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Establishment of Seeded Grasslands for Wildlife Habitat in the Prairie Pothole Region


Summary, Conclusions and Acknowledgments


Summary and Conclusions

It is possible to establish good stands of grassland using either introduced grasses and legumes or native grasses if proper attention is given to site selection, site preparation, planting methods, and other details outlined in this publication. However, failure to follow the proper procedures will usually result in a poor stand. Some factors are under man's control and some, such as soil phase and climate, obviously are not. Nevertheless, these natural factors make up the potential of a site to produce vegetation, and this fact should be clearly recognized. Cultural practices, especially seedbed preparation and seeding technique, are very important in attaining a good stand of grass. Managers have the capability of controlling these factors and should do so. Unfortunately, a lot of high-priced seed has been wasted on poorly prepared seedbeds.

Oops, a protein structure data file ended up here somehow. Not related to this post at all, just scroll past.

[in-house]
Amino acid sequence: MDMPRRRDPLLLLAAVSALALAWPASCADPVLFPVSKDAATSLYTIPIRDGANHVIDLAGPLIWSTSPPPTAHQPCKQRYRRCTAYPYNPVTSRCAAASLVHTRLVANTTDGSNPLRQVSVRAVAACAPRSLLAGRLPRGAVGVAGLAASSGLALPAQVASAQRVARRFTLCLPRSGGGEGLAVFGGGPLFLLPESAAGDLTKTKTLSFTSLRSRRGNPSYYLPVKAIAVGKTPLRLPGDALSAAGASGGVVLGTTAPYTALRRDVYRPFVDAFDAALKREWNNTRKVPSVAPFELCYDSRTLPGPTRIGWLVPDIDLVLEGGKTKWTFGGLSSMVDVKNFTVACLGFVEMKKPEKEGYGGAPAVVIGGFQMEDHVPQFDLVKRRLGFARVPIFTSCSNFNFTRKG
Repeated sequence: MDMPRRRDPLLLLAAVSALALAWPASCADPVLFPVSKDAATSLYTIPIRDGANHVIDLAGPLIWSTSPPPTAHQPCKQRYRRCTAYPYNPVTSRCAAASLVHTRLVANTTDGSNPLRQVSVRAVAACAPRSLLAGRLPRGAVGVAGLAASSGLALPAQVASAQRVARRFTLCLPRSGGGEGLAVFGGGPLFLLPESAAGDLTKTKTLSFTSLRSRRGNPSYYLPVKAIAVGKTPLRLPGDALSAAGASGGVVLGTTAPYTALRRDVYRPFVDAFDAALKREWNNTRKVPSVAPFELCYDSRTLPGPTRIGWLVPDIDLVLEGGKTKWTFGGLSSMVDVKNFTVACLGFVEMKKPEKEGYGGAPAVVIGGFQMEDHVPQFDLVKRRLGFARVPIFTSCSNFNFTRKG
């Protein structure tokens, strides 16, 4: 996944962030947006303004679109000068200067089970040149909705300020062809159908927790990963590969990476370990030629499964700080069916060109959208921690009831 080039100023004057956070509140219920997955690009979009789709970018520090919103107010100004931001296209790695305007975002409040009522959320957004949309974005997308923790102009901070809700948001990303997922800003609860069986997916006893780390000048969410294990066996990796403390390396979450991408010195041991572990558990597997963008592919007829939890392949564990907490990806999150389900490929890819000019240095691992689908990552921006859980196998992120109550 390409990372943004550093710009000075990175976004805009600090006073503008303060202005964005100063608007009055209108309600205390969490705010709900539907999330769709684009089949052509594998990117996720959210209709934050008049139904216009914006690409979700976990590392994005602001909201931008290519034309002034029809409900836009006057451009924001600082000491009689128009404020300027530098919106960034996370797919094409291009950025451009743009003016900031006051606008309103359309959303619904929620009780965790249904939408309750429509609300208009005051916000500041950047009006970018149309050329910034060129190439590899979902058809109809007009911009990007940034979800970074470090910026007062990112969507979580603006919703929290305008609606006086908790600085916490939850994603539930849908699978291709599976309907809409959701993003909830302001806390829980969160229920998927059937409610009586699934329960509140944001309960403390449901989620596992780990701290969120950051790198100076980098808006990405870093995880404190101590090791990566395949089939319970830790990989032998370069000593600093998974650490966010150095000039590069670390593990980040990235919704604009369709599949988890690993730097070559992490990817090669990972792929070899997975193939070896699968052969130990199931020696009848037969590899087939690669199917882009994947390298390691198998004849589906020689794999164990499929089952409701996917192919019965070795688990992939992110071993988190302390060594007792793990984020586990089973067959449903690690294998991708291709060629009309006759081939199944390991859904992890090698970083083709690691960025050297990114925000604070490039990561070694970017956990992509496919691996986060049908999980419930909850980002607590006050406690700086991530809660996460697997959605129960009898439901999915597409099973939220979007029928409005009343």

If a planting fails, do not hesitate to cultivate and reseed if it is probable the soils and climate can produce a better stand. A good stand is usually apparent by the first or second year after seeding. Most areas plantings on cropland will contain many weed competitors the first year. If the competition is by annual plants, there is little problem. Although seeded perennials will usually overcome annuals by the second or third year, the problem is much more serious if the stand has an abundance of undesirable perennial grasses or forbs, and many inferior plantings result because of such competition. Warm-season native grasses are especially poor competitors with annual weeds.

Establishment and maintenance of high-quality stands of seeded grassland can be an important wildlife management activity. The need for good management of areas dedicated to wildlife is emphasized by the destruction and degradation of grassland habitats on private lands. We believe this publication should be updated as new knowledge is obtained by wildlife managers and researchers and agricultural agencies.

Acknowledgments

We appreciate the assistance of A. Kruse. W. Whitman, W. Rumsey (deceased), R. Hamilton, and A. Davis who provided useful comments on various drafts of our manuscript.


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